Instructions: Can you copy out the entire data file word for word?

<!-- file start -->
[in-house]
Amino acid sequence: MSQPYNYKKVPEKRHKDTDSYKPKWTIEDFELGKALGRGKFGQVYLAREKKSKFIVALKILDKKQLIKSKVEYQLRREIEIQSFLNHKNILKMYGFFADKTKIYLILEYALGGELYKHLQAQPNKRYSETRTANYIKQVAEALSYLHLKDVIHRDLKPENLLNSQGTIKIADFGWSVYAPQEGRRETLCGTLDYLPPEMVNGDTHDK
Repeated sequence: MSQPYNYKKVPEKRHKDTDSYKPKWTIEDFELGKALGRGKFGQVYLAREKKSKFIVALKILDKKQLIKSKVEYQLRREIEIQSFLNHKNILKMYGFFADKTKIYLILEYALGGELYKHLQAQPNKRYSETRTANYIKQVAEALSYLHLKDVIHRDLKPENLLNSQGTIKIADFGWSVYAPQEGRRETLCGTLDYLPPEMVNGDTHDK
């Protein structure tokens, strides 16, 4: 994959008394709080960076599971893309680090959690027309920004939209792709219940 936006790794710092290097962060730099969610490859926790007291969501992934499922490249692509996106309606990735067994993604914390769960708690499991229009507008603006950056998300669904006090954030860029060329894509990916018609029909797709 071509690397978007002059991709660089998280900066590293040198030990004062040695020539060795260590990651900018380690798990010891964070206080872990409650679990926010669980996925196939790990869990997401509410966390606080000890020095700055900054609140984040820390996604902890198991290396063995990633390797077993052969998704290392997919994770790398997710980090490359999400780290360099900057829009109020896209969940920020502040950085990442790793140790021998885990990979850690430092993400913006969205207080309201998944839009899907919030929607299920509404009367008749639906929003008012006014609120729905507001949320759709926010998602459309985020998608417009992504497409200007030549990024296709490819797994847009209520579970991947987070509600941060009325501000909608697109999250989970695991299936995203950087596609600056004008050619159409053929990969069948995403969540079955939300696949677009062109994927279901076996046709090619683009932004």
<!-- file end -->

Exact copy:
[in-house]
Amino acid sequence: MSQPYNYKKVPEKRHKDTDSYKPKWTIEDFELGKALGRGKFGQVYLAREKKSKFIVALKILDKKQLIKSKVEYQLRREIEIQSFLNHKNILKMYGFFADKTKIYLILEYALGGELYKHLQAQPNKRYSETRTANYIKQVAEALSYLHLKDVIHRDLKPENLLNSQGTIKIADFGWSVYAPQEGRRETLCGTLDYLPPEMVNGDTHDK
Repeated sequence: MSQPYNYKKVPEKRHKDTDSYKPKWTIEDFELGKALGRGKFGQVYLAREKKSKFIVALKILDKKQLIKSKVEYQLRREIEIQSFLNHKNILKMYGFFADKTKIYLILEYALGGELYKHLQAQPNKRYSETRTANYIKQVAEALSYLHLKDVIHRDLKPENLLNSQGTIKIADFGWSVYAPQEGRRETLCGTLDYLPPEMVNGDTHDK
């Protein structure tokens, strides 16, 4: 994959008394709080960076599971893309680090959690027309920004939209792709219940 936006790794710092290097962060730099969610490859926790007291969501992934499922490249692509996106309606990735067994993604914390769960708690499991229009507008603006950056998300669904006090954030860029060329894509990916018609029909797709 071509690397978007002059991709660089998280900066590293040198030990004062040695020539060795260590990651900018380690798990010891964070206080872990409650679990926010669980996925196939790990869990997401509410966390606080000890020095700055900054609140984040820390996604902890198991290396063995990633390797077993052969998704290392997919994770790398997710980090490359999400780290360099900057829009109020896209969940920020502040950085990442790793140790021998885990990979850690430092993400913006969205207080309201998944839009899907919030929607299920509404009367008749639906929003008012006014609120729905507001949320759709926010998602459309985020998608417009992504497409200007030549990024296709490819797994847009209520579970991947987070509600941060009325501000909608697109999250989970695991299936995203950087596609600056004008050619159409053929990969069948995403969540079955939300696949677009062109994927279901076996046709090619683009932004």